Monday, September 08, 2014

H&R Block Budget Challenge: Financial literacy and personal finance

http://www.hrbds.org



As I recently wrote about in a Discovery Educator Network blog post, financial literacy is one of the important literacies for our students to acquire. Financial literacy, sometimes referred to as economic literacy, according to Atomic Learning, “targets the importance of making appropriate economic choices on a personal level, and understanding the connection personal, business, and governmental decisions have on individuals, society, and the economy”.

Students are often taught, in a social studies class or a economics class, about the impact the decisions made by businesses and government have (and have had) on society and the economic climate. Students study capitalism, the Great Depression, government bail-outs of corporations, manufacturing, and so on.

However, the area that is often overlooked is the personal finance component of financial literacy. Sometimes how to develop a budget is taught in a math class when learning about spreadsheets. And I remember working in pairs in my high school health class while we developed a budget for a wedding. (Really!)

There are many online materials and sets of state standards to help teachers develop lessons and units dealing with personal finance into and across the curriculum. I have included resources in the DEN blog post, but I especially like the Council for Economic Education's set of standards for financial literacy that start in grade three, and include:
  • Earning income
  • Buying goods and services
  • Using credit
  • Saving
  • Financial investing
  • Protecting and insuring



To provide a more engaging and "real-world" practice with these personal finance skills, H&R Block is sponsoring an online contest, The H&R Block Budget Challenge, that provides students with a chance to compete for prizes while learning how to manage their money through a simulation environment. (Students in grades 9-12 and at least age 14 are eligible.) 



The contest involves students, over a period of two months, immersing themselves "into the financial life of a recent college graduate who has been working for about six months. Each student gets a regular paycheck, a checking account, a 401(k) savings account and bills to pay throughout the simulation. By maximizing 401(k) savings, paying bills on time and responding correctly to quiz questions while avoiding fees like late fees, overdraft fees and finance charges, students increase their individual score."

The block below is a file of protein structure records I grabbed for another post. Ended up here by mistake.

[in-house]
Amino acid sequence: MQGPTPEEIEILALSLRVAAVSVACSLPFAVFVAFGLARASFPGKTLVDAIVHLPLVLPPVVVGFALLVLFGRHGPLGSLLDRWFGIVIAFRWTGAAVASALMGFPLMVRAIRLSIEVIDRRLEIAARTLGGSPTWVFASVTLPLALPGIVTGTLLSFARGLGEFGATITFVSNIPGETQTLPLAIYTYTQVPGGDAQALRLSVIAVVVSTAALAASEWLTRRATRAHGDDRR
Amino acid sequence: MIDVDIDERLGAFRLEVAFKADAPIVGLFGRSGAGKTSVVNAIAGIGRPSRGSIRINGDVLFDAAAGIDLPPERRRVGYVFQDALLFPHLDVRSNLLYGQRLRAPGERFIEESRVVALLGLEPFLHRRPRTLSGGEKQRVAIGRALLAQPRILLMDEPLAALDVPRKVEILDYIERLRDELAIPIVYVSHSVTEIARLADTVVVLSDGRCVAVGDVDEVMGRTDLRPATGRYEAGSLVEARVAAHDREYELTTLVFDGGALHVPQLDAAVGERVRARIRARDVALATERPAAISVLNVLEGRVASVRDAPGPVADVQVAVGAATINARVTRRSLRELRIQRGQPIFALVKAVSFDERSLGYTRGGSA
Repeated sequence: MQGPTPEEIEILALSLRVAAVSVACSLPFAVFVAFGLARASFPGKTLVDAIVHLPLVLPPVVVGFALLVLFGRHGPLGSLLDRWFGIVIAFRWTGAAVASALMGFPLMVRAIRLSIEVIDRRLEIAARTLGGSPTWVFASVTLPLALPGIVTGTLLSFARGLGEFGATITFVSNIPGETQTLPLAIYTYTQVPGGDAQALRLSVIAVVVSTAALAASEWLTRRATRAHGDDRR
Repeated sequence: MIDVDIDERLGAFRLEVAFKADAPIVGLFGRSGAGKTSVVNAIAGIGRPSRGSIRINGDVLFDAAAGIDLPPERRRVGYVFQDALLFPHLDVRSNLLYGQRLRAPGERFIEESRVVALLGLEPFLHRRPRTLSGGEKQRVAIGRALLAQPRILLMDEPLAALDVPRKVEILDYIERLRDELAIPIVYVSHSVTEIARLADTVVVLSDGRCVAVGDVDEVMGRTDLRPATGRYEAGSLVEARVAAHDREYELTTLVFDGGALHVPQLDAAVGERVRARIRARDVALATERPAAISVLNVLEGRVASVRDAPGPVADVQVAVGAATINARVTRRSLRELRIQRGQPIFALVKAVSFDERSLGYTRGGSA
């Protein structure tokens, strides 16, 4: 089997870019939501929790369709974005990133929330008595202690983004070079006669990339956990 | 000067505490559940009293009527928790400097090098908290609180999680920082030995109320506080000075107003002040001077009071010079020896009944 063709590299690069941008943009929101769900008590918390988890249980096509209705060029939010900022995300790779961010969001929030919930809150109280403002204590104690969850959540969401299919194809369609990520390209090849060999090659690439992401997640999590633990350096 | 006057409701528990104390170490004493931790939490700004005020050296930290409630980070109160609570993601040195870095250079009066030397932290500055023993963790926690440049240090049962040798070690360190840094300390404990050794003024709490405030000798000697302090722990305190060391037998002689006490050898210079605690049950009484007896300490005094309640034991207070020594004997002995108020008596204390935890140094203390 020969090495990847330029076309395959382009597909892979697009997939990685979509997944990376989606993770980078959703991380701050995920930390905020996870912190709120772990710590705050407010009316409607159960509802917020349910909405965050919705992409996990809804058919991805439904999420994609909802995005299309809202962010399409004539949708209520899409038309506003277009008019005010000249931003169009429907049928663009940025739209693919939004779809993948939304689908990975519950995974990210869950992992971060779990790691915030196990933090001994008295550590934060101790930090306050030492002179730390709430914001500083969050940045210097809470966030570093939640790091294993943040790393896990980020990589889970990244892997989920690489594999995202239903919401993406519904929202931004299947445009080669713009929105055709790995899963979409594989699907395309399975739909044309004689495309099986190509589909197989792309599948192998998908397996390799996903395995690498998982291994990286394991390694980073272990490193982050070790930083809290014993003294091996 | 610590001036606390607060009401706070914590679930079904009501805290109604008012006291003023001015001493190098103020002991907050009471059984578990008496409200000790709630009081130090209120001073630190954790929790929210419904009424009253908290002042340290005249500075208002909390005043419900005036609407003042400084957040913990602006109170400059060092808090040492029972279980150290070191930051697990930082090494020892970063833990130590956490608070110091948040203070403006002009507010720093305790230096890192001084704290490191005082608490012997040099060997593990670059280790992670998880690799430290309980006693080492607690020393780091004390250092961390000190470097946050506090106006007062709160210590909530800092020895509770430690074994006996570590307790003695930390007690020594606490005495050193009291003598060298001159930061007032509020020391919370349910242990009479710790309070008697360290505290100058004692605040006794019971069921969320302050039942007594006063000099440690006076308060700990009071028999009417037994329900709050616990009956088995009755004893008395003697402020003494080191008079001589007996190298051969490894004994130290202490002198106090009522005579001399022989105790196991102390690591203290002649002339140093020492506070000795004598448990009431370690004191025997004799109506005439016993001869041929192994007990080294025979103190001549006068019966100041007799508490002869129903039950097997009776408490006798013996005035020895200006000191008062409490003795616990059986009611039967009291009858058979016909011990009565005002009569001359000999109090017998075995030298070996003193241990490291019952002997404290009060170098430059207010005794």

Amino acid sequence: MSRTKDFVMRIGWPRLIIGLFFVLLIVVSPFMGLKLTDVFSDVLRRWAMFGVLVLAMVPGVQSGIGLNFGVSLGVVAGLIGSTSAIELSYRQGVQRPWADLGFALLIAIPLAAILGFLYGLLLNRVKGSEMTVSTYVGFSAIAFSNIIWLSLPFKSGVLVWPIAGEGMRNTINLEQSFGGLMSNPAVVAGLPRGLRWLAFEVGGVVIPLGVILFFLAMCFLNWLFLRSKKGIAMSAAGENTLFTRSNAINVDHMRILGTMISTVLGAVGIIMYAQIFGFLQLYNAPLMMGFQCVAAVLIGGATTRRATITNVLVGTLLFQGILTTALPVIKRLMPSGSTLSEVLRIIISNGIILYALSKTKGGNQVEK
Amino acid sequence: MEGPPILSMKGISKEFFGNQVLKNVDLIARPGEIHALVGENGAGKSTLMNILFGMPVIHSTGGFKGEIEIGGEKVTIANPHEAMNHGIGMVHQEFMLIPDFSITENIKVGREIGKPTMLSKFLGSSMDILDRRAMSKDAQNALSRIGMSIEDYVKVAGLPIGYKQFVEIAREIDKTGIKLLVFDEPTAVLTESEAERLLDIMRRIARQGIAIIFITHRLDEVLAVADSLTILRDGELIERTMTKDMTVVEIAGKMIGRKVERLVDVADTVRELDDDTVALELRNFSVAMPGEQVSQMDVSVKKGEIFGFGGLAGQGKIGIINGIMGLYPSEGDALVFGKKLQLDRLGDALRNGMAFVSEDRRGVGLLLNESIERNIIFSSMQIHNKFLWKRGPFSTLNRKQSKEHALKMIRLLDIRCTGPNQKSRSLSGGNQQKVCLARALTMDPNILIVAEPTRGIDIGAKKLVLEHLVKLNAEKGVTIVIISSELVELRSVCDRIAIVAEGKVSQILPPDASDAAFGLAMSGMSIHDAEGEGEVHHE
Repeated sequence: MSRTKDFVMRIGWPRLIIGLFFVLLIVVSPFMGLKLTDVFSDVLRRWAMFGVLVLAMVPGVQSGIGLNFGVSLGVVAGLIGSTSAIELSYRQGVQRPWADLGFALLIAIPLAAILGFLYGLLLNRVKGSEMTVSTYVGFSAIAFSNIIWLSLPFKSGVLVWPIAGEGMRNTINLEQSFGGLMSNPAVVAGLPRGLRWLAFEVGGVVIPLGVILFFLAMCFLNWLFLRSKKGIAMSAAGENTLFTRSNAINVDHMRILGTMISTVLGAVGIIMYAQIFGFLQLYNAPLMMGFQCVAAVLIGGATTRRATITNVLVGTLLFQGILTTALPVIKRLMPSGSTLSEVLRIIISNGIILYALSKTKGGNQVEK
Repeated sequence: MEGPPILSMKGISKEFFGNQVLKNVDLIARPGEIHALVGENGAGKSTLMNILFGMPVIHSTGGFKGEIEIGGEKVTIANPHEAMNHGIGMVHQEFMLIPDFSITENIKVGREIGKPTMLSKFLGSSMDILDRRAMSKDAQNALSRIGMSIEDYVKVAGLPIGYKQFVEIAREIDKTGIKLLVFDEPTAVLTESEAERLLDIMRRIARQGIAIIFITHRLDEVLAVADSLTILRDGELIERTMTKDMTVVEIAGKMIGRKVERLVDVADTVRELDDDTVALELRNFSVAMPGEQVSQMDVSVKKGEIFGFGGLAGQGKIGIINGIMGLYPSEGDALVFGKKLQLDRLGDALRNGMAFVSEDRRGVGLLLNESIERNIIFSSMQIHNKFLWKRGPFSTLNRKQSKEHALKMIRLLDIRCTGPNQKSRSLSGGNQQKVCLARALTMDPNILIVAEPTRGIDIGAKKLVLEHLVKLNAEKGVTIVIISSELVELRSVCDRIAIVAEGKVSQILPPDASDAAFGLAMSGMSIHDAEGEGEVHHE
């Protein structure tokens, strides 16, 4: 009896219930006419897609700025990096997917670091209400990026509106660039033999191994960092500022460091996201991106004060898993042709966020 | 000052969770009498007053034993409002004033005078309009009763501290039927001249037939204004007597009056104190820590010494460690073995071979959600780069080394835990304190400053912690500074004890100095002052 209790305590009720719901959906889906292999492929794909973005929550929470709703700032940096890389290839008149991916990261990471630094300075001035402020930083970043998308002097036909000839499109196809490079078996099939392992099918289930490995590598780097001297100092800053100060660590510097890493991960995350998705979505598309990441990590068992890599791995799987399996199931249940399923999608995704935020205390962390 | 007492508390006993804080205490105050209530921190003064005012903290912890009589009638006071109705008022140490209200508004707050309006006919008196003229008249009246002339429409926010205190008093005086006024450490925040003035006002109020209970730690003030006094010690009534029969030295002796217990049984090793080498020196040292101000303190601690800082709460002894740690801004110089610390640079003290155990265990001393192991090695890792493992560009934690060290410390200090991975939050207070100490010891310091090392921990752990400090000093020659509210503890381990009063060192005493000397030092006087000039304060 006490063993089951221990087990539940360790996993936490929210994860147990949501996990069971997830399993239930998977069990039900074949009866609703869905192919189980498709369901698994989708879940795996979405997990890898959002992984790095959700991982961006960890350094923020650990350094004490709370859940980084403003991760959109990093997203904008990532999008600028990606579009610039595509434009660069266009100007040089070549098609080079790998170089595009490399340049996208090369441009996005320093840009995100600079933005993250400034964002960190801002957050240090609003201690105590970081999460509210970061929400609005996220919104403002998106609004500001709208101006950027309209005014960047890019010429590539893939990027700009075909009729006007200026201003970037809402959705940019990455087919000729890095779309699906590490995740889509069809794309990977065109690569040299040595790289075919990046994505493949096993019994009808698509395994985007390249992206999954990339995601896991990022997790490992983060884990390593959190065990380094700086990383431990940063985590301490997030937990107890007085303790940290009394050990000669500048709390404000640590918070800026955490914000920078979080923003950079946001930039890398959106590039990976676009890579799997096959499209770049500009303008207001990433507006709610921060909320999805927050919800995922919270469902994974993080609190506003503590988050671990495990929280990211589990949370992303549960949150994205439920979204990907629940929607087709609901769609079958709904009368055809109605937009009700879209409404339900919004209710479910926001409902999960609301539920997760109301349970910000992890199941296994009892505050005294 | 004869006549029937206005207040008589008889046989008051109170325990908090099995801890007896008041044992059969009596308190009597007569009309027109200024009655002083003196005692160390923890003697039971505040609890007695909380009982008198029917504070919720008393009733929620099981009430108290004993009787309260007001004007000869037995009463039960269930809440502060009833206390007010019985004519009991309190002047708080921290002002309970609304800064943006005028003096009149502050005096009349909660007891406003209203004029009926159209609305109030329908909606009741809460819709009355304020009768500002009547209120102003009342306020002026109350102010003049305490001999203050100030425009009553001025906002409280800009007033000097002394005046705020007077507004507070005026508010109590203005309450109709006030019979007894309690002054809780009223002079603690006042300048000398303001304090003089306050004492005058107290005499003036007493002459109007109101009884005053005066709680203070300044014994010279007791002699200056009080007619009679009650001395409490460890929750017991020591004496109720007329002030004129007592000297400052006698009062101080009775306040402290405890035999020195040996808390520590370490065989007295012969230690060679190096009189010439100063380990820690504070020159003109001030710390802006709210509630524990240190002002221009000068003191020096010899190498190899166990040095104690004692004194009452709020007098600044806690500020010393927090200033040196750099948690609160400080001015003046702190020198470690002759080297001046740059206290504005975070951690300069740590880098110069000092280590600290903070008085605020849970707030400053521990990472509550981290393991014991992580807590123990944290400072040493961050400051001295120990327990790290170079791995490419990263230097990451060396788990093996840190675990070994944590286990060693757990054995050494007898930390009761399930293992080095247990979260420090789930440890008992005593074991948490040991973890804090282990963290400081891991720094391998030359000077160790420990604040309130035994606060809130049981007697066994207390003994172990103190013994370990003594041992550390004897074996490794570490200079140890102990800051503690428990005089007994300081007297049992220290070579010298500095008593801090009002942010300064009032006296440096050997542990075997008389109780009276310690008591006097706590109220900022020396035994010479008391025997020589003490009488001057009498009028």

There are six different start dates to pick from. (The first one is October 3, and registration for your class is due at least a week before the start dates.)  At the mid-point and conclusion of each period, the highest scoring classroom will win a Classroom Grant with up to $5000. And, at the end of each two-month period, twenty-two students will be awarded a $20,000 scholarship each! The grand prize of a $100,000 scholarship will go to the student who had the highest score of any student during the contest period.

What better way to give students real-world practice as they learn how to manage their money and finances? The added bonus of classroom grants and college scholarships will keep students engaged in the process. And, if they win, they will be well-versed in how to manage their winnings!

So get your students involved today! The H&R Block Budget Challenge site has much more information and details!






Monday, September 01, 2014

Literacies for the digital age: Financial literacy

This post originally appeared in September of 2014 on my Discovery Educator Network blog, Kathy's Katch and used here with permission.
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I have identified thirteen literacies important for students to master, which you can see below.  Lisa Nielsen, in her blog post “Should the new math be financial literacy?” states “we have lost focus on preparing young people for what will matter in their real lives. If the education system were to provide some financial literacy classes for kids, it could make a tremendous difference in the economic success of society”. Let’s examine some ways you can easily embed their literacies across the curriculum.
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Economic literacy, often called financial literacy, according to Atomic Learning, “targets the importance of making appropriate economic choices on a personal level, and understanding the connection personal, business, and governmental decisions have on individuals, society, and the economy”. The report of the NASBE Commission on Financial and Investor Literacy also offers a useful definition: “Financial literacy is defined as the ability to read, analyze, manage and communicate about the personal financial conditions that affect material well-being. It includes the ability to discern financial choices, discuss money and financial issues without (or despite) discomfort, plan for the future and respond competently to life events that affect everyday financial decisions, including events in the general economy”.